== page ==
I guess I should tell you a little about myself and what I stand for.

I grew up in southern New Jersey, so instead of heading for “the Beach,” we went “down the shore.” Graduating from Stockton University in 1992 with a BA in Business Administration (concentration in Accounting), I moved to Delaware in 1995. I am a licensed CPA in Delaware. In 2015, I earned my Masters in Business Administration after years of study.

Maria and I got married in 2002, and moved to Brandywine Hundred in 2003. We were blessed with the birth of our daughter Virginia in 2009. I have worked at BNY Mellon, formerly known as PFPC, Inc. or PNC Global Investment Servicing since 1993.

Maria and I believe in giving back to our community. I am a member of the Delaware Society of Certified Public Accountants, the Windybush Development Civic Association, and the Campaign for Liberty. Maria sits on the Board of the Delaware End of Life Coalition, and donates her legal services to their cause pro bono. We both intend to become very active in the public schools as Virginia reaches pre-K age next year.

My parents taught me from a very young age that nothing is free, and that you have to work very hard to get the things you want, or to provide for a family. I remember complaining to my father about having to get up early on Saturday mornings to deliver newspapers. He said, “When you’re sixteen, you’re going to want a car, and I’m not buying you one. So get up and get your customers their papers.” The principle of fiscal responsibility was always very clear in our household: except for something like buying a house, you didn’t borrow money, you saved. Saving, my parents insisted, was crucial to success, and debt could kill your dreams.

They also taught me that our society runs on mutual respect, even in the smallest exchanges. The first time I was ever invited over to dinner at a friend’s house, my father advised me to eat whatever was put in front of me and compliment the cooking, even if I didn’t like it. “If someone is decent enough to offer you a meal, you show them that respect and thank them, even if the dinner is liver and onions,” he told me.

Being a Libertarian or Liberty candidate allows me to represent the very best historical attributes of the two parties currently failing America. Libertarians are fiscally prudent and socially tolerant; we believe in Constitutionally limited government and unwavering support of civil liberties. Many people seem to have forgotten in this country that civil liberty includes the right to make bad decisions and to have to deal with the consequences of our own actions. When our government turns into a nanny state, we all become prisoners of somebody else’s good intentions. Likewise, being a Libertarian means that you don’t let government keep spending money it doesn’t have, or use our military forces to invade other countries without a Congressional Declaration of War.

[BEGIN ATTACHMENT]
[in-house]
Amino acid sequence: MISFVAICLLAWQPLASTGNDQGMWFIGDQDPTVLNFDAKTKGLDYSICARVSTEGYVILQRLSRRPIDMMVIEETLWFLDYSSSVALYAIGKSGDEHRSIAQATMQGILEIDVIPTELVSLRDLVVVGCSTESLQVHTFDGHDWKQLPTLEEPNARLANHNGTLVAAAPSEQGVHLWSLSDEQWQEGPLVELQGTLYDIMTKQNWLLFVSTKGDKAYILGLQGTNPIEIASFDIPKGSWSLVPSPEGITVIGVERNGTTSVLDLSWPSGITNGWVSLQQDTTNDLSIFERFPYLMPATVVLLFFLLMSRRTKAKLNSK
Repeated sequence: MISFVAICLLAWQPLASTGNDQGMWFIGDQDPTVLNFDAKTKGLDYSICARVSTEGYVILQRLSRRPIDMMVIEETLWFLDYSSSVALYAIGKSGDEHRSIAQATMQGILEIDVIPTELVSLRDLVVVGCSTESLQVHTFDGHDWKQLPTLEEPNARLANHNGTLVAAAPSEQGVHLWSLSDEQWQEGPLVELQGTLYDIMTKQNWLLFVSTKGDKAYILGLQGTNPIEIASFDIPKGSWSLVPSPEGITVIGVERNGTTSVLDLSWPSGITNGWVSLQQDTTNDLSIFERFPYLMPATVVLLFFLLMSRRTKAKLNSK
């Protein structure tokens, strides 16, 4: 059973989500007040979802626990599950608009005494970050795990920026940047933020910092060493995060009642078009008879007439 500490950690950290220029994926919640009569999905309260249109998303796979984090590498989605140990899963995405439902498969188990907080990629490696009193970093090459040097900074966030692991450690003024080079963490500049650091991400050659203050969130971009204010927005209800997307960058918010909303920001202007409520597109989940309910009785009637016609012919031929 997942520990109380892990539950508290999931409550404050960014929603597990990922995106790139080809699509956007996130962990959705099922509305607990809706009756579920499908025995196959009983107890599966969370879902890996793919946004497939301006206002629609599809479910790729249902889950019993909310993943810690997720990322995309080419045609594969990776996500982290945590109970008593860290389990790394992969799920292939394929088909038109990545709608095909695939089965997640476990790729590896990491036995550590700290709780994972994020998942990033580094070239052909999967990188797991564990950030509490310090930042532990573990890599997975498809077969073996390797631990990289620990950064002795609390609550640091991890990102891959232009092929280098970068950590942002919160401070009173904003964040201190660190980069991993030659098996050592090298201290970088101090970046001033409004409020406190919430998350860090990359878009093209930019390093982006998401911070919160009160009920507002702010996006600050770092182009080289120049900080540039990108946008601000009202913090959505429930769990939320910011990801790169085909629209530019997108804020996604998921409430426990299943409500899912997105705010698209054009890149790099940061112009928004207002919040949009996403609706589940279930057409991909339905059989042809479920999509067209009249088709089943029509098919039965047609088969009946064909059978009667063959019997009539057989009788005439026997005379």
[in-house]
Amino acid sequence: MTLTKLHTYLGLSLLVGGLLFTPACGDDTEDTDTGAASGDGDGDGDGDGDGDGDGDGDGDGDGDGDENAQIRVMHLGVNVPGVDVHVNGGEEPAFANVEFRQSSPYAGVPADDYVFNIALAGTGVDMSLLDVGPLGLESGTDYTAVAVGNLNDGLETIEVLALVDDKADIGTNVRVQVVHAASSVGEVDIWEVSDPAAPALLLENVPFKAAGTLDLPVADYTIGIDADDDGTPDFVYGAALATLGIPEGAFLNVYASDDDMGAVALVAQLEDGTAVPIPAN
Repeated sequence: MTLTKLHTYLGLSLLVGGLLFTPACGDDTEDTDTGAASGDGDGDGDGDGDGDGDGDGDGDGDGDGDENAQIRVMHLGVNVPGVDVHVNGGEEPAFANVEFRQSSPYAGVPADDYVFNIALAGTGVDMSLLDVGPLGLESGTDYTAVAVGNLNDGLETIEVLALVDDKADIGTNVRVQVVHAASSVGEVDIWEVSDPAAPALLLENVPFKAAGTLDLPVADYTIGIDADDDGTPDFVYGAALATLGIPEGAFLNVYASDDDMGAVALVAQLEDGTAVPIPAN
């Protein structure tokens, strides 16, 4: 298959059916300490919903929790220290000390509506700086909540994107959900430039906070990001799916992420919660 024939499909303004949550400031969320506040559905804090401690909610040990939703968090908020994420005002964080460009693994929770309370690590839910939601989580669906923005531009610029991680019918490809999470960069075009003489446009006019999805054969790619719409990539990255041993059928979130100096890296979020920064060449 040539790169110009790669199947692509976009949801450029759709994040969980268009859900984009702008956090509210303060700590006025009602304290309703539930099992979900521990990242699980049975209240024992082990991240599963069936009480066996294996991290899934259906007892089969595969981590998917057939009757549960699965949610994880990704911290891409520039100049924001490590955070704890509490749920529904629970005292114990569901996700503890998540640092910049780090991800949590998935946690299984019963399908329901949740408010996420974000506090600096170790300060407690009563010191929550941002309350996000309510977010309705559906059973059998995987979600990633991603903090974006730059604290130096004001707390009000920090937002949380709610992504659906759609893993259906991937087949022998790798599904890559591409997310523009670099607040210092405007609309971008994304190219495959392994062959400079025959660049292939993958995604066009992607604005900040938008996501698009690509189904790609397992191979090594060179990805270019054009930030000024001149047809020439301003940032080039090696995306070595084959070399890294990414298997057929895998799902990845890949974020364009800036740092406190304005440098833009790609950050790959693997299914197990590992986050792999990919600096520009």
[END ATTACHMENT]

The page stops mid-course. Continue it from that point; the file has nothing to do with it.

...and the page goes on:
America stands at a turning point, even if our so-called “leaders” refuse to acknowledge it. The desire of early Progressives to expand the power of the federal government combined with the greed of a few unscrupulous men of wealth on Wall St. helped cause financial panics that created the Federal Reserve and the Federal Income Tax a century ago. Today the income tax consumes more and more of our earnings, and the Federal Reserve has committed to an unsustainable course of trying to print our way out of this recession. If we follow this road for another few years, we risk losing the dollar’s status as the world-wide reserve currency. When that happens, we will have to compete with whatever new currency (the Yuan, gold or some other sort of commodity “basket”) the international community creates. Our ever growing debt will cause our money to decrease in value on the world markets, causing prices for imports to skyrocket. At that point, hyperinflation becomes a real possibility.

In a decade or even less, the United States could suffer a very serious financial crisis. What happens when people’s individual incomes lose the ability to purchase basic goods and services? What happens when the government can no longer print money with any value and the people refuse to accept more tax increases? History suggests that not only does the government move in and take over large segments of the economy, but also that the Republic as we know it becomes a hollow shell. Real examples of this process abound, from the ancient Roman Republic to Weimar Germany.

If we intend to avoid that calamity, we need real change now. We cannot keep re-electing the career politicians who promise us that we can have lower taxes, more spending, and larger wars without consequence. We have to put American citizens into office who will tackle these problems if we want our children to avoid growing up in a Republic lost to the will of special interests and an ever expanding government.

The Republicans and Democrats have both had their chance to get things done and move the country forward, but the decades of bad economic, foreign and domestic policies have finally caught up to them. The same old approaches won’t work anymore. I hope you join me on November 4th to vote in an era of real change.

In Liberty and Freedom,